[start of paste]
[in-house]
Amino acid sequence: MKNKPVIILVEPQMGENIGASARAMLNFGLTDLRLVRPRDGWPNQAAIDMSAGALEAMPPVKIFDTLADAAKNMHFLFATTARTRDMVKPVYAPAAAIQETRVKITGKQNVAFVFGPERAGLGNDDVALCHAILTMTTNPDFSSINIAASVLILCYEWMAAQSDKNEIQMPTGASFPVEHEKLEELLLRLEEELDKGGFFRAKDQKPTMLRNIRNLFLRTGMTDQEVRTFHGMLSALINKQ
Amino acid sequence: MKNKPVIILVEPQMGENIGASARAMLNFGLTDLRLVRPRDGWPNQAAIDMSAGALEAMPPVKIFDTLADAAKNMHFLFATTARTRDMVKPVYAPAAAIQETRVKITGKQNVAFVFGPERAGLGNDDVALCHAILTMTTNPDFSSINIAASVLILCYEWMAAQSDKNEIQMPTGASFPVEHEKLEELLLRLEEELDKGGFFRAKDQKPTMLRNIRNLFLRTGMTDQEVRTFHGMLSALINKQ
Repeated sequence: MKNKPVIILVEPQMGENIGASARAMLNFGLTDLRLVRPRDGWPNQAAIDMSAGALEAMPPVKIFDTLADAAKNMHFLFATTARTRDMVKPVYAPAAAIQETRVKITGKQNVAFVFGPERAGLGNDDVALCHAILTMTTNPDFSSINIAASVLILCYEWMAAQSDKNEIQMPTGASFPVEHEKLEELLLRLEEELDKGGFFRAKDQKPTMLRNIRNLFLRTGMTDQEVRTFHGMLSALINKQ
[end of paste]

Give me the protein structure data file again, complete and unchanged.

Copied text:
[in-house]
Amino acid sequence: MKNKPVIILVEPQMGENIGASARAMLNFGLTDLRLVRPRDGWPNQAAIDMSAGALEAMPPVKIFDTLADAAKNMHFLFATTARTRDMVKPVYAPAAAIQETRVKITGKQNVAFVFGPERAGLGNDDVALCHAILTMTTNPDFSSINIAASVLILCYEWMAAQSDKNEIQMPTGASFPVEHEKLEELLLRLEEELDKGGFFRAKDQKPTMLRNIRNLFLRTGMTDQEVRTFHGMLSALINKQ
Amino acid sequence: MKNKPVIILVEPQMGENIGASARAMLNFGLTDLRLVRPRDGWPNQAAIDMSAGALEAMPPVKIFDTLADAAKNMHFLFATTARTRDMVKPVYAPAAAIQETRVKITGKQNVAFVFGPERAGLGNDDVALCHAILTMTTNPDFSSINIAASVLILCYEWMAAQSDKNEIQMPTGASFPVEHEKLEELLLRLEEELDKGGFFRAKDQKPTMLRNIRNLFLRTGMTDQEVRTFHGMLSALINKQ
Repeated sequence: MKNKPVIILVEPQMGENIGASARAMLNFGLTDLRLVRPRDGWPNQAAIDMSAGALEAMPPVKIFDTLADAAKNMHFLFATTARTRDMVKPVYAPAAAIQETRVKITGKQNVAFVFGPERAGLGNDDVALCHAILTMTTNPDFSSINIAASVLILCYEWMAAQSDKNEIQMPTGASFPVEHEKLEELLLRLEEELDKGGFFRAKDQKPTMLRNIRNLFLRTGMTDQEVRTFHGMLSALINKQ